It is true that the EU has survived many crises before—Brexit, Greece, Ireland, Spain/Catalonia—and this has often been achieved through the simple expedient of having its elites ride roughshod over voter preferences, election or referendum results be damned. In many cases, it is these crises that have consolidated and strengthened the EU body and its bureaucracies.

But in the era of Donald Trump, many hitherto taboo political lines have been erased by the forces of populism. Hence, one should not readily assume that Italy’s new anti-establishment government will quiescently fall in line to Brussels’ bullying elites, as, say, Athens has done.

Nor is the UK situation particularly relevant here. With the retention of its own currency, Britain has always maintained a “half in, half out” relationship with the euro zone countries, which makes Brexit less problematic in terms of securing a divorce, which minimizes systemic damage to the euro or the broader political contours of the EU. So the EU can afford to take a hard line in its negotiations with the UK.

Italy is the EU’s third-largest economy, and a founding member of the European Economic Community as well as an original member of the euro zone. So the tough approach used for Britain would be counterproductive in the case of Italy. Were an “Italexit” to occur, it would represent a profound political failure, a possibly irreparable wound for the EU. Seventy years of integration in Europe is an immense, highly stable counterforce to the blood-soaked history of the European continent. But that could all be swept away if Brussels power brokers remain adamant that there is no alternative to the prevailing economic status quo, and persist in characterizing the new government as “the scroungers from Rome.”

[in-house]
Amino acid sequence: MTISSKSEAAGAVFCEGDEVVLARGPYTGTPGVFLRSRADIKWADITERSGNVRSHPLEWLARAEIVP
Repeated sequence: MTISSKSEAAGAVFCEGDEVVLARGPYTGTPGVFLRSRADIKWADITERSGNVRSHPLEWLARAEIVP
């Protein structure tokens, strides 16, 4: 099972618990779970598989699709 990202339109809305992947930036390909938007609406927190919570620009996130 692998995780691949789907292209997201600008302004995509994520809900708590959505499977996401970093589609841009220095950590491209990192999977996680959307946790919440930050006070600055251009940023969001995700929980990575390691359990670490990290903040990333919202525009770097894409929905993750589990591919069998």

That is playing fire with the new Italian administration, whose nationalism is being kept under wraps via the presence of a few face-saving apolitical technocrats in the new Cabinet, including the prime minister himself. But the prime minister, Giuseppe Conte, is a figurehead. Much like the duke of Portland in Britain’s Fox-North coalition government of 1783 (the duke only nominally in charge, with real power in the hands of Fox and North), Conte’s main role is to serve as interlocutor between the coalition’s two party leaders, both of whom have pledged have pledged to keep the country within the euro, for the time being.